Annotations and comments

Bill has posted 1947 annotations/comments since 9 March 2013.

The most recent…


About James Scott ("Mr Crofts", 1st Duke of Monmouth)

Bill  •  Link

SCOTT, JAMES (known as Fitzroy and as Crofts), Duke of Monmouth And Buccleuch (1649-1685), natural son of Charles II, by Lucy, daughter of Richard Walters of Haverfordwest; born at the Hague; entrusted on his mother's death to the care of Lord Crofts, as whose kinsman he passed; instructed in protestant religion; acknowledged by Charles II as his son, 1663, and made Baron Tyndale, Earl of Doncaster, Duke of Monmouth, and K.G.; married Anne Scott, countess of Buccleuch, and took surname of Scott, 1663; captain of Charles II’s lifeguard of horse, 1668; privy councillor, 1670; captain-general of Charles II's forces, 1670; served against Dutch, 1672 and 1673; chancellor of Cambridge University, 1674; served against the French at Ostend and Mons, 1678; identified himself with protestant movement in England; quelled insurrection which ensued in Scotland on murder of Archbishop Sharp, 1679; deprived of commission as general, in consequence of reaction in favour of Duke of York, and banished, 1679; retired to Holland, but returned immediately and was deprived of all offices; deprived of chancellorship of Cambridge, 1682; made progress through west of England, and was arrested at Taunton, but released on bail; joined Russell, Essex, and Sidney in plot to murder Charles II and Duke of York; in conjunction with Essex, Howard, Russell, Hampden, and Sidney arranged for risings in England and Scotland; was promised pardon, having revealed to Charles II all he knew of the conspiracy after its discovery, but was banished from the court; retired to Zealand, 1684; treated with marked respect by Prince of Orange, who, however, dismissed him on death of Charles II; arranged with Argyll and Ferguson expedition to England; landed at Lyme Regis, 11 June 1685, and claimed as 'head and captain-general of protestant forces of the kingdom' a ‘legitimate and legal' right to the crown; was proclaimed king at Taunton, 20 June; defeated by Feversham and Churchill at Sedgemoor, 5 July; escaped, but was captured; executed in the Tower of London, 15 July. Portraits of him by Lely and W. Wissing are in the National Portrait Gallery.
---Dictionary of National Biography: Index and Epitome. S. Lee, 1906.

About Tuesday 9 September 1662

Bill  •  Link

“things he takes notice of that he resolves to abridge me of”

ABRIDGED OF, Deprived of, debarred from.
3 Restraint, or abridgment of liberty.
---A Dictionary Of The English Language. Samuel Johnson, 1756.

About Monday 8 September 1662

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“my blinding his lights over his stairs”

LIGHTS, … in Architecture, they are the Windows or Openings in the Walls to let in the Air and Light.
---A new general English dictionary. T. Dyche, 1735.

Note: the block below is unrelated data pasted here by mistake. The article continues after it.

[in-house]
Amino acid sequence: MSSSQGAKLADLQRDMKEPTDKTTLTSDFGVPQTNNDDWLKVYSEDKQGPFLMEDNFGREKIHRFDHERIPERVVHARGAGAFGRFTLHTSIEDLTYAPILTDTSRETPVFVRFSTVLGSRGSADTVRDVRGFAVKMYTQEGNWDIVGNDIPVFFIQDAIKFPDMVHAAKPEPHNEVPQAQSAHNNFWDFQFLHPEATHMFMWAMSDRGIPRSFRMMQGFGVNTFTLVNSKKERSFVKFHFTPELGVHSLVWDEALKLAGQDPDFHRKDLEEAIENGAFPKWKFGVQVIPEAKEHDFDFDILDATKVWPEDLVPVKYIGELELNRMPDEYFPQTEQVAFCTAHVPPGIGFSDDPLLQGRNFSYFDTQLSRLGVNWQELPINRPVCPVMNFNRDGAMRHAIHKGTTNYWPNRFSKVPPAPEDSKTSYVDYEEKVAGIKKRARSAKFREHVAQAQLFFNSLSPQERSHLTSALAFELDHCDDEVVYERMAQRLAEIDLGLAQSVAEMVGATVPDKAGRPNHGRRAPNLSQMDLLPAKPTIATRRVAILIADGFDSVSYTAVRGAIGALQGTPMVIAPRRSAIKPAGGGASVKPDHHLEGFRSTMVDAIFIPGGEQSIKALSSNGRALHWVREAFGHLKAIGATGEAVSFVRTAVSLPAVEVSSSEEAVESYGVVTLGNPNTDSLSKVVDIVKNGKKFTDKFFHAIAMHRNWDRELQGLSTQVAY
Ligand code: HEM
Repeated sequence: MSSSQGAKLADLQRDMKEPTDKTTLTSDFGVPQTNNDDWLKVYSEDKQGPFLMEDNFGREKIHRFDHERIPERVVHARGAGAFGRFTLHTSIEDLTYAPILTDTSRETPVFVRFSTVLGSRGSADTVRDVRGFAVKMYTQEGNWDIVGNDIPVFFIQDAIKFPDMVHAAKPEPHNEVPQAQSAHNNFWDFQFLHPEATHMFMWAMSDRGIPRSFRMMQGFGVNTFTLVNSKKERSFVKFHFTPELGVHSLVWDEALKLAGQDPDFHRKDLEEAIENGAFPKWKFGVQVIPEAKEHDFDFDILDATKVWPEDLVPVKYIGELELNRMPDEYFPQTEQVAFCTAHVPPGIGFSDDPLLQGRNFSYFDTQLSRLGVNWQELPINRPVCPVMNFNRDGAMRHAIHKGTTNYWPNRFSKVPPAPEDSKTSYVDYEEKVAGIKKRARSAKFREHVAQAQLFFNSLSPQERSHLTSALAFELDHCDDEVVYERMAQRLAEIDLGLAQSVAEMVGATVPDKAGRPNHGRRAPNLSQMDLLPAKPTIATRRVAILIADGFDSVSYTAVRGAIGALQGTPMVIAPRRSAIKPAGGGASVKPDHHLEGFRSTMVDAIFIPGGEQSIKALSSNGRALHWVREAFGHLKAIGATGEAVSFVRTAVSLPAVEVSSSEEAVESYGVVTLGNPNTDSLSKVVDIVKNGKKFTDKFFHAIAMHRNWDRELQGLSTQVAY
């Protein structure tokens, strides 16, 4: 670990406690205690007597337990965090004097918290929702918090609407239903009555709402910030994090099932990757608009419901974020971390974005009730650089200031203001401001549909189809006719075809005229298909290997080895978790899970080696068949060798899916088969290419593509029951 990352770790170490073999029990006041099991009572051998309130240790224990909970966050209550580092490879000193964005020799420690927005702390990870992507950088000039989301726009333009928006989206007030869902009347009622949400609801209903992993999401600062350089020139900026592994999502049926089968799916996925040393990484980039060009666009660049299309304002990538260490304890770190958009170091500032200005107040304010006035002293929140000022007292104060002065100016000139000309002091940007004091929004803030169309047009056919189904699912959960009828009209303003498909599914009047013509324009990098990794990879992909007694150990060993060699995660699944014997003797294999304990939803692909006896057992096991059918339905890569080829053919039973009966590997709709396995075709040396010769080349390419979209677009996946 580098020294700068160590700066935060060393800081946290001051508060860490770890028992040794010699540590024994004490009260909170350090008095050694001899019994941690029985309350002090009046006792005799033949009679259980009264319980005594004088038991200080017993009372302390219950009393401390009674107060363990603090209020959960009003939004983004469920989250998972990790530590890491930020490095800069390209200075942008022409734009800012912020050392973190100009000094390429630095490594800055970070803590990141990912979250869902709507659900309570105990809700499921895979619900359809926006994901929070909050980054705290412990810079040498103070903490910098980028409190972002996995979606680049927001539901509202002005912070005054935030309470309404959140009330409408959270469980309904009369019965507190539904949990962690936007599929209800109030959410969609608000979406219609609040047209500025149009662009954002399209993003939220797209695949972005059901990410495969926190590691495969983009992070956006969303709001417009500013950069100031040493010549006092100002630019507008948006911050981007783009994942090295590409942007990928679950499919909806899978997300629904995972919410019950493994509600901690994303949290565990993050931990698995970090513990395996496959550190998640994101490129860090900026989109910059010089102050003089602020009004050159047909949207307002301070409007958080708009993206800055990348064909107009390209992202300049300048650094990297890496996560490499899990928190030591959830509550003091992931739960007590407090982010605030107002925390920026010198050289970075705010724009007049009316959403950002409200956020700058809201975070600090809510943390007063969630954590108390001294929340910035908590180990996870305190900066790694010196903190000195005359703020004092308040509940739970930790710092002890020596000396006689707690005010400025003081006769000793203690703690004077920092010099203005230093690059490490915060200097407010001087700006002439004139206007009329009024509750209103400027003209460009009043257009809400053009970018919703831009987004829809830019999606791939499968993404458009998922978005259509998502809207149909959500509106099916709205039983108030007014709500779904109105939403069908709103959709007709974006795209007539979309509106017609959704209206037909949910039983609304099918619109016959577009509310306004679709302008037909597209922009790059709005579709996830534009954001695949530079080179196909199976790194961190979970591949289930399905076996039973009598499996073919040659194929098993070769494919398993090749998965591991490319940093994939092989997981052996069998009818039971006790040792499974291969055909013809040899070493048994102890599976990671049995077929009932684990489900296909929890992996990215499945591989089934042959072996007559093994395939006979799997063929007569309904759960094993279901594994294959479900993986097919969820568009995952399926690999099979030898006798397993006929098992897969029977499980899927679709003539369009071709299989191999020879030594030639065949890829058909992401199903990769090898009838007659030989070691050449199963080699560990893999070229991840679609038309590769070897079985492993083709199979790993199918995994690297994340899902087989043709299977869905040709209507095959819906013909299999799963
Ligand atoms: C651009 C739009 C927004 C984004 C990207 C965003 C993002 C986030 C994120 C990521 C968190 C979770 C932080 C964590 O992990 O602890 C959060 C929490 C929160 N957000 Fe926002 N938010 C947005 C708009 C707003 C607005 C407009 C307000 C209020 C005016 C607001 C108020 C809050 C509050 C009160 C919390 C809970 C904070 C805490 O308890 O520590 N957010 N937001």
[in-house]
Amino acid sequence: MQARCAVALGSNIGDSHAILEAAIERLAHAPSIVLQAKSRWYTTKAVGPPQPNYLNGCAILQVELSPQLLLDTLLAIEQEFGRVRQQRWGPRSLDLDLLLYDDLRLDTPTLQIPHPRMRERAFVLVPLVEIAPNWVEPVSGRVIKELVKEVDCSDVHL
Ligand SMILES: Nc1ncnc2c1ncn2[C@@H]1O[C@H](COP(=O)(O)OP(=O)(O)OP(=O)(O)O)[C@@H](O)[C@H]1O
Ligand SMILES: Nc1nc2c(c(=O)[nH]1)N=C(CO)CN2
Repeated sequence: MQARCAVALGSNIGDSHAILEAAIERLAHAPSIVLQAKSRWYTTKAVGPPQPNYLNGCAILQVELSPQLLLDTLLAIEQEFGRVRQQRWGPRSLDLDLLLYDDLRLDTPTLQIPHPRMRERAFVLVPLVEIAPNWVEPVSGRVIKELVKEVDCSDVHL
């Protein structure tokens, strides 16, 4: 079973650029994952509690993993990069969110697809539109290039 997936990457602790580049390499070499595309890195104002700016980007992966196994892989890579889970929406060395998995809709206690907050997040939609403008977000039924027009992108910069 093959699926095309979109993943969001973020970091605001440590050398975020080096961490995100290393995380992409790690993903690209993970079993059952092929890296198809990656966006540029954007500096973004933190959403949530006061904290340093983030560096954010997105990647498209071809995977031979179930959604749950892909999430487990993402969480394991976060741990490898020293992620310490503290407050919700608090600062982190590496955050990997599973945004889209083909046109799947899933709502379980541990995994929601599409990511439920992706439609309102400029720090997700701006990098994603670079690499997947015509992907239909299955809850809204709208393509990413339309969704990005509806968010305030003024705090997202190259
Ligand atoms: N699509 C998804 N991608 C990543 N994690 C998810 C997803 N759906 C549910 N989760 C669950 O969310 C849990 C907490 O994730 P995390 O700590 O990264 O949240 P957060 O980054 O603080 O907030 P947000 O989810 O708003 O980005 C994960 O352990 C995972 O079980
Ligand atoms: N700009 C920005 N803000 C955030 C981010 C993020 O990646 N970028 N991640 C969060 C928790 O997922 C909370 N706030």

About Saturday 6 September 1662

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“of which I eat but little, being almost cloyed”

to CLOY, to give one his fill, to glut.
---An Universal Etymological English Dictionary. N. Bailey, 1724.

About New Palace Yard

Bill  •  Link

Palace Yard (New), the open space before the north entrance to Westminster Hall, so called from being the great court of the new palace begun by William II., of which Westminster Hall was the chief feature completed. The Clock-tower, long the distinguishing feature of New Palace Yard, was originally built, temp. Edward I., out of the fine imposed on Ralph de Hingham, Chief Justice of England. There is a capital view of it by Hollar. The great bell of the tower (Westminster Tom) was given by William III. to the Dean and Chapter of St. Paul's; and the metal of which it was made forms a part of the great bell of the Cathedral.
Before the Great Hall there is a large Court called the new Palace, where there is a strong tower of stone, containing a clock, which striketh on a great Bell every hour, to give notice to the Judges how the time passeth; when the wind is south-south-west, it may be heard unto any part of London, and commonly it presageth wet weather.—Howell's Londinopolis, fol. 1657, p. 378; and see Ned Ward, The London Spy, pt. 8.

---London, Past and Present. H.B. Wheatley, 1891.

About Saturday 23 August 1662

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“then would take their child, which the nurse held in her armes, and dandle it”

to DANDLE, to fondle or make much of.
---An Universal Etymological English Dictionary. N. Bailey, 1724.

About Friday 22 August 1662

Bill  •  Link

"that it was 10,000 to one it had not broke Captain Badily’s neck"

I too found this expression interesting and I'm sure the basic idea does come from gaming, though it's hard to imagine a game where this small a chance would appear. The modern mathematical theory of probability dates from the late 1650s when two famous French mathematicians, Pascal and Fermat, worked out the solution to a difficult dice problem.

Note that this year (1662) John Graunt published a work (Pepys noted it in March) that also is an important step in establishing the ideas of probability and statistical inference.

Graunt's 'Natural and political observations made upon the bills of mortality'

About Goody Lawrence

Bill  •  Link

When he and his brother Tom were children they lived with a nurse (Goody Lawrence) at Kingsland, and in after life Samuel refers to his habit of shooting with bow and arrow in the fields around that place.
---Wheatley, 1896